Wednesday, May 22, 2013

Update on: White House Announces Brain Mapping Initiative

This article comes from Dr. Mark Willenbrigh Substance Matter: Science and addictions.

Whew! Long drought! I was caught a bit off guard by the response to Jane Brody's column about Inside Rehab, which generated a lot of inquiries and new patients for Alltyr! All good things, plus opening the new office in downtown St. Paul and many other activities have left me a bit overwhelmed. Today's blog is written by Ian McLoone, a graduate student at the University of Minnesota Master of Professional Studies in Integrated Behavioral Health. Ian has been working with me learning about clinical work, as well as helping with Alltyr Clinic and other activities. He's going to be a regular contributor to Substance Matters.
White House Announces Brain Mapping Initiative
President Obama announced on Tuesday plans to invest more than $100 million to develop and fund technology to map the human brain. The project, titled “Brain Research through Advancing Innovative Neurotechnologies”, or BRAIN Initiative, aims to improve our understanding of the human brain and, according to the White House, uncover new ways to treat, prevent, and cure brain disorders like Alzheimer’s, schizophrenia, autism, epilepsy, and traumatic brain injury.”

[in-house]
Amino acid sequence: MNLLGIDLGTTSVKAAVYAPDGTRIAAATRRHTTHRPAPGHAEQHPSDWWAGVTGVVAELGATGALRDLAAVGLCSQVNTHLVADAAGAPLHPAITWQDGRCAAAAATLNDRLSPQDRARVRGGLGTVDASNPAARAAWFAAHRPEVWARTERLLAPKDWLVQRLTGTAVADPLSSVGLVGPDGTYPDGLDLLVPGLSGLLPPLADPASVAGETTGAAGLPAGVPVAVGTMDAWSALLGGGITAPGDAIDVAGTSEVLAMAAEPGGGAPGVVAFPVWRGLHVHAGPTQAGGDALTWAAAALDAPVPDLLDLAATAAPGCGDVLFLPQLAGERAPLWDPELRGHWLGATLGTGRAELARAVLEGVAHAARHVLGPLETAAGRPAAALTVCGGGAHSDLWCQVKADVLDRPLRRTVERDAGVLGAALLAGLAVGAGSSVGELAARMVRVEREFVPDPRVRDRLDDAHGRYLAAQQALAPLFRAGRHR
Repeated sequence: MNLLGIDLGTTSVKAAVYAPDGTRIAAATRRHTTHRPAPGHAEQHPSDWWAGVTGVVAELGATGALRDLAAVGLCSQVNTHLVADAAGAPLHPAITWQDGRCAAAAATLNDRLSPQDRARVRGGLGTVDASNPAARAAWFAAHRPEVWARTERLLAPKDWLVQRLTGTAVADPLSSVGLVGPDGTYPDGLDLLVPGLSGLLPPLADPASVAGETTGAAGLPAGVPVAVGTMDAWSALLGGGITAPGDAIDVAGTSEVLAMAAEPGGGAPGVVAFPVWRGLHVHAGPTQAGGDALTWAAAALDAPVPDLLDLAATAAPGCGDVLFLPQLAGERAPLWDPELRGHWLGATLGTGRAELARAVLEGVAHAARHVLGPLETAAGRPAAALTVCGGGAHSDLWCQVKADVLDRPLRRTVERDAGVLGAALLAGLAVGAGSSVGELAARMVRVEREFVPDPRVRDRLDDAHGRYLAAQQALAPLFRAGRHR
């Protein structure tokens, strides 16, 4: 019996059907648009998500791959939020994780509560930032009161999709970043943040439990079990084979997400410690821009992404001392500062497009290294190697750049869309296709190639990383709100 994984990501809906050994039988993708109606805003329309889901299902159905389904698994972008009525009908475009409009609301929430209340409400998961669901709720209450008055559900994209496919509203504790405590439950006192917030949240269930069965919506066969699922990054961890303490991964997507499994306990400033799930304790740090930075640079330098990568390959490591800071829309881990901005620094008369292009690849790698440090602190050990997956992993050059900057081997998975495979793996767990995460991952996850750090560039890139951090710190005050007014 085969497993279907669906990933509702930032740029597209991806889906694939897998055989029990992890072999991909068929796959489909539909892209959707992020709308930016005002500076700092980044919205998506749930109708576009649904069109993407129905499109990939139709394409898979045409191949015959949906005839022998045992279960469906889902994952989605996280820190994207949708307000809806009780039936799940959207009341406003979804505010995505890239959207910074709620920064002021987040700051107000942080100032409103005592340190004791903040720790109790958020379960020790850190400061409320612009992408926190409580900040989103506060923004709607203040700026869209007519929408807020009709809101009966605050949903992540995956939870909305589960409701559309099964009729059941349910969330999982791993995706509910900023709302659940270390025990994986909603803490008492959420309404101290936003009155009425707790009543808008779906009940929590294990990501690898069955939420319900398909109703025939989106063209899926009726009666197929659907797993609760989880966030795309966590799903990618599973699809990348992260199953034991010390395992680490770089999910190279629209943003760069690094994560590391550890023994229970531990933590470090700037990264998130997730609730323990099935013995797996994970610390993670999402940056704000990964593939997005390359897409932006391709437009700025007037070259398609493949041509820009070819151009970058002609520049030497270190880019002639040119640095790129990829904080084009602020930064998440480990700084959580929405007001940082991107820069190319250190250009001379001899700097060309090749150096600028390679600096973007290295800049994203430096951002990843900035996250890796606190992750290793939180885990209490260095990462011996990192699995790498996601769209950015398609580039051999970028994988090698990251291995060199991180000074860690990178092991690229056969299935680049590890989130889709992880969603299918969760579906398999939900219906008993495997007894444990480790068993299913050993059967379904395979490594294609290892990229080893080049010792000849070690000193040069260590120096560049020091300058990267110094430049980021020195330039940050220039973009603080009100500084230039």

Being hailed as the next Human Genome Project, the ambitious initiative will direct $50 million to the Defense Advanced Research Projects Agency (DARPA), $40 million to the National Institutes of Health (NIH), and another $20 million to the National Science Foundation (NSF). In addition, several private sector foundations and institutes have pledged significant contributions, each with specific goals in mind.
Cori Bargmann of Rockefeller University and William Newsome of Stanford University will lead the NIH working group. They will be tasked with creating specific plans, goals, a time frame, and cost estimates for the project moving forward. Of course this begs the question: what goals or plans would blog readers like to see addressed in this process? Is this initiative too ambitious, or not ambitious enough, given its size and scope? Leave your comments after the jump.

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